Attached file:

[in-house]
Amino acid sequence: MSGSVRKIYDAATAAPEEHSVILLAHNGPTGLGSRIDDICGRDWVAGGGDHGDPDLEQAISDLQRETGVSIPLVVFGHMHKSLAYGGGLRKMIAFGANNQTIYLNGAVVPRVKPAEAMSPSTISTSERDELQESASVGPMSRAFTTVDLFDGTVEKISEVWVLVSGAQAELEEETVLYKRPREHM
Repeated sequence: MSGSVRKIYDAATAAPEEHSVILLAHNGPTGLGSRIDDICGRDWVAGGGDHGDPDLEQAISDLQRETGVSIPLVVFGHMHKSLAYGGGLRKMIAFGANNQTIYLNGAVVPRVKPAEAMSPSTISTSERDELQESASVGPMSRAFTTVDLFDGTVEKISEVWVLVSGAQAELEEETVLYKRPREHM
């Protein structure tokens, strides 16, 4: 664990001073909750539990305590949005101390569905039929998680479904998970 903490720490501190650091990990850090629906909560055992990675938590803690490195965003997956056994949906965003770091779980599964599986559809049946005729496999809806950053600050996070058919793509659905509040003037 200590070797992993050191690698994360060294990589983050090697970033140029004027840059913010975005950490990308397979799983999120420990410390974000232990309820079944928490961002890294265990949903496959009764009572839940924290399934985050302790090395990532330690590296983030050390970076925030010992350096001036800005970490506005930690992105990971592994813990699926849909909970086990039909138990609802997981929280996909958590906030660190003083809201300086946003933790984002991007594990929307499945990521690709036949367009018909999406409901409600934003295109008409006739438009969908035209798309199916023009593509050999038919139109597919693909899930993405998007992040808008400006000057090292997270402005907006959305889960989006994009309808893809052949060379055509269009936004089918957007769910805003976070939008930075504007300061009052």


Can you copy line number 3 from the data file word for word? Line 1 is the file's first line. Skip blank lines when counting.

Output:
Repeated sequence: MSGSVRKIYDAATAAPEEHSVILLAHNGPTGLGSRIDDICGRDWVAGGGDHGDPDLEQAISDLQRETGVSIPLVVFGHMHKSLAYGGGLRKMIAFGANNQTIYLNGAVVPRVKPAEAMSPSTISTSERDELQESASVGPMSRAFTTVDLFDGTVEKISEVWVLVSGAQAELEEETVLYKRPREHM